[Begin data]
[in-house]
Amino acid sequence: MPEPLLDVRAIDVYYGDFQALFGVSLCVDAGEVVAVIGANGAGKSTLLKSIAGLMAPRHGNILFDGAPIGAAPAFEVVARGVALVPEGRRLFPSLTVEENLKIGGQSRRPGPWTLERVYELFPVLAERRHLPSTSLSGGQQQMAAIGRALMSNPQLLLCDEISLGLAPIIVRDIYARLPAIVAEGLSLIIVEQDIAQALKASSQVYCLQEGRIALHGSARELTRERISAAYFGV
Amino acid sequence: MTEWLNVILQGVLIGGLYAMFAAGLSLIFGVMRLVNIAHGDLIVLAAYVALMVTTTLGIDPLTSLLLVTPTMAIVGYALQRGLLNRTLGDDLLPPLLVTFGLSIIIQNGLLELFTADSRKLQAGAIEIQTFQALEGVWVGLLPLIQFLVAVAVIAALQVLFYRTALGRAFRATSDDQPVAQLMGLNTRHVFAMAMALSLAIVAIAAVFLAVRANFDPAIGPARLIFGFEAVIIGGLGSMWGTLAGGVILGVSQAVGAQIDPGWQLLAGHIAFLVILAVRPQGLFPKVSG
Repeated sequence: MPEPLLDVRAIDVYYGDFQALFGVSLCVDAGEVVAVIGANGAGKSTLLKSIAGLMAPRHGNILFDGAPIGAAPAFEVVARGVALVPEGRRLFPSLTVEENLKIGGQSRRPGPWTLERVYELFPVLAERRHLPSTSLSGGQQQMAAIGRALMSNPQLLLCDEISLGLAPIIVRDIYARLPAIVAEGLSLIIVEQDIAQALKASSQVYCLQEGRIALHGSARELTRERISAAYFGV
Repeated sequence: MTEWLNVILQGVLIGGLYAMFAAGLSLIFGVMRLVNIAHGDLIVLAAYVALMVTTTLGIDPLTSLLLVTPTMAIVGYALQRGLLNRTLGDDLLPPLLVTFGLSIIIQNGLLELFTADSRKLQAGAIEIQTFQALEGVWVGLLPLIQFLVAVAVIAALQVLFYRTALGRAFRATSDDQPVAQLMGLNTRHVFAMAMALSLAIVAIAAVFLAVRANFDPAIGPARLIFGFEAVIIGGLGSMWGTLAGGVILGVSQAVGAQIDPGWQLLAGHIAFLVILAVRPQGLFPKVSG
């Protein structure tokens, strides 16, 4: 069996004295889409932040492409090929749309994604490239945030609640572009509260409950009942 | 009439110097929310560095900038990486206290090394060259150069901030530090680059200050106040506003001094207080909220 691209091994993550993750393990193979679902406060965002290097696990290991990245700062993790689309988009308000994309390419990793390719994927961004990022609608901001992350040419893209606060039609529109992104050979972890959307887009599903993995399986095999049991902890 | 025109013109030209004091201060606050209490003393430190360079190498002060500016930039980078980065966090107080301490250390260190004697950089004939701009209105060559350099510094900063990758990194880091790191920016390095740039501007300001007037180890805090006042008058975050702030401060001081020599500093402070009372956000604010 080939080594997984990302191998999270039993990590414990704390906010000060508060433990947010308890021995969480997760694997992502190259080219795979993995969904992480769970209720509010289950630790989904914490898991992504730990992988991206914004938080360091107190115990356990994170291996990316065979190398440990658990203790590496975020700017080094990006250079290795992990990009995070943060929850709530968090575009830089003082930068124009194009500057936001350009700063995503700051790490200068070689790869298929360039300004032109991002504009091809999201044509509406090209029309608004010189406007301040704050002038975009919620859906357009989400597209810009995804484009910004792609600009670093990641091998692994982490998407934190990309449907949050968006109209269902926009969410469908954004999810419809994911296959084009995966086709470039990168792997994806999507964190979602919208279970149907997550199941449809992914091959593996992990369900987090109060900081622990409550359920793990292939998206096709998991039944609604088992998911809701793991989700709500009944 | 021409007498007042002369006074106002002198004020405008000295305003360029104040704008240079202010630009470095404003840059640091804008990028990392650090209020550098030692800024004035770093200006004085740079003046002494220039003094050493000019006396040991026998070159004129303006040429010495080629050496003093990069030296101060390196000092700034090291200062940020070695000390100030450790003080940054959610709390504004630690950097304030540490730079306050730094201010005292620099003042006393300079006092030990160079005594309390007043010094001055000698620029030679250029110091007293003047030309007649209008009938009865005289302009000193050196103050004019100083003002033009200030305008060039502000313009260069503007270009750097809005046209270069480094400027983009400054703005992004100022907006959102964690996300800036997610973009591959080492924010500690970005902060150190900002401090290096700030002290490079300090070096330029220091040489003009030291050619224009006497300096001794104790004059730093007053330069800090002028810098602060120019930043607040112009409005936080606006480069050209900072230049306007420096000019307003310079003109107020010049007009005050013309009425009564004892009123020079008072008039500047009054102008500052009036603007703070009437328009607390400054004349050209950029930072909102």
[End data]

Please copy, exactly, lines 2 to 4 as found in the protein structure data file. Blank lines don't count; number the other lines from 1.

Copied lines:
Amino acid sequence: MPEPLLDVRAIDVYYGDFQALFGVSLCVDAGEVVAVIGANGAGKSTLLKSIAGLMAPRHGNILFDGAPIGAAPAFEVVARGVALVPEGRRLFPSLTVEENLKIGGQSRRPGPWTLERVYELFPVLAERRHLPSTSLSGGQQQMAAIGRALMSNPQLLLCDEISLGLAPIIVRDIYARLPAIVAEGLSLIIVEQDIAQALKASSQVYCLQEGRIALHGSARELTRERISAAYFGV
Amino acid sequence: MTEWLNVILQGVLIGGLYAMFAAGLSLIFGVMRLVNIAHGDLIVLAAYVALMVTTTLGIDPLTSLLLVTPTMAIVGYALQRGLLNRTLGDDLLPPLLVTFGLSIIIQNGLLELFTADSRKLQAGAIEIQTFQALEGVWVGLLPLIQFLVAVAVIAALQVLFYRTALGRAFRATSDDQPVAQLMGLNTRHVFAMAMALSLAIVAIAAVFLAVRANFDPAIGPARLIFGFEAVIIGGLGSMWGTLAGGVILGVSQAVGAQIDPGWQLLAGHIAFLVILAVRPQGLFPKVSG
Repeated sequence: MPEPLLDVRAIDVYYGDFQALFGVSLCVDAGEVVAVIGANGAGKSTLLKSIAGLMAPRHGNILFDGAPIGAAPAFEVVARGVALVPEGRRLFPSLTVEENLKIGGQSRRPGPWTLERVYELFPVLAERRHLPSTSLSGGQQQMAAIGRALMSNPQLLLCDEISLGLAPIIVRDIYARLPAIVAEGLSLIIVEQDIAQALKASSQVYCLQEGRIALHGSARELTRERISAAYFGV